Private Equity players have been swimming naked. The tide went out and all of them are left clutching their balls. Will the reign of mediocrity in India's PE funds end with this? Or will they still fancy dim witted B-school graduates that acted worse than average Dalal Street operator?
DNA Money analysis shows that, of the 51 PIPE deals in India in 2007, 33 have lost money. That's more than 60 per cent of the transactions. It means two-thirds of PIPE deals are out of money. Check out the big names.
Baring India's stake in JRG Securities is the worst hit, its worth having eroded 71 per cent. Others that have lost more than 50 per cent due to the recent market meltdown are Nalanda Capital in Vaibhav Gems, Al Anwar Holdings in Almondz Global Securities, Fidelity in BAG Films and Media, Orient Global in India Infoline, ADM Capital in Rama Pulp & Papers and Macquarie and Credit Suisse in Sical Logistics.
Deals consummated in 2006 also tell a similar story. Almost 40 per cent of them, or 17 of the 41 PIPEs, have lost money.
Capital International's stake in McLeod Russel India, Carlyle's in Allsec Technologies, Future Capital's and Reliance Capital's in Maxwell Industries, Goldman Sachs Investments' and Voyager Fund's in Spentex Industries, New Vernon's in JB Chemicals and Unichem Laboratories, Clearwater's in Kopran, ICICI Venture's in Geometric Software and Gateway Distriparks and General Atlantic's in Hexaware Technologies, are some of the investments whose values have eroded over 50 per cent from the time the funds invested in them.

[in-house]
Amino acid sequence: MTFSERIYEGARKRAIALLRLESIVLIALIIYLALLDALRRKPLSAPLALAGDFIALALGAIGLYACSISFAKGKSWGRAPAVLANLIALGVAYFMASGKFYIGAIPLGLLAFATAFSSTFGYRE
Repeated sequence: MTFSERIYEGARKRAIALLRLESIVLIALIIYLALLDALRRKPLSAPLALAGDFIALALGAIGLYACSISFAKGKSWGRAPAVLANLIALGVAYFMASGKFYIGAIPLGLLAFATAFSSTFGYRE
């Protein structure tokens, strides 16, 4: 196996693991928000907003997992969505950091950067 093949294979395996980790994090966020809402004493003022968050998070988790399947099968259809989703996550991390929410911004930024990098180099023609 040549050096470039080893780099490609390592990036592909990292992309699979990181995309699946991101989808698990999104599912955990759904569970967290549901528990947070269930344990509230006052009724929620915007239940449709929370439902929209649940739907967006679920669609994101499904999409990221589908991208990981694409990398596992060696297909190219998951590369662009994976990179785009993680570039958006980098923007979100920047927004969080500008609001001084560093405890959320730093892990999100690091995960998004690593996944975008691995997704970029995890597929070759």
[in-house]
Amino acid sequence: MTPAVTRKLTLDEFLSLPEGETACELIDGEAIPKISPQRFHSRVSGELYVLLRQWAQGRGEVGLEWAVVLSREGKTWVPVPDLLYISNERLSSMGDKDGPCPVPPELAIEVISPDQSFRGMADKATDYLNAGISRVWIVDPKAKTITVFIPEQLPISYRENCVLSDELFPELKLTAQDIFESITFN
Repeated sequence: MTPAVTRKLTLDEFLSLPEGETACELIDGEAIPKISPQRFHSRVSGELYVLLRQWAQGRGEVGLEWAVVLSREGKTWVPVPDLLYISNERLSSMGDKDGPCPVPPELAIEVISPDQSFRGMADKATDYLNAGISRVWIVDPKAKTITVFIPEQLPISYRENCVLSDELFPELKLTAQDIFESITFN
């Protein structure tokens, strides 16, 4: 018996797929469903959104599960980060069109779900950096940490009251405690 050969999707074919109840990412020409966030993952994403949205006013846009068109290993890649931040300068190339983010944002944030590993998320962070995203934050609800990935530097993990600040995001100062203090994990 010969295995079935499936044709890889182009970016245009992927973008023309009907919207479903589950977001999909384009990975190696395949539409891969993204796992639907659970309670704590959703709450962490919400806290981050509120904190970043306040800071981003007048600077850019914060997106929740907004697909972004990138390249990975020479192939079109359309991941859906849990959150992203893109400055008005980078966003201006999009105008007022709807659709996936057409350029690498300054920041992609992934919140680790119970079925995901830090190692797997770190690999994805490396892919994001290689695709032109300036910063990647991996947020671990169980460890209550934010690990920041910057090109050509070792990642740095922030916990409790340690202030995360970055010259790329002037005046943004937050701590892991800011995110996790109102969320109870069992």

It’s time for Indian PE managers to get back to basics. They should shun fancy "Director" designations. They have so far directed nothing. They were all drifters with market sentiment. Should call themselves exactly that or "floaters" as aptly defines their passive roles. Time to unlearn B-School gibberish and start focusing on "uncool" stuff like production, distribution and profitability.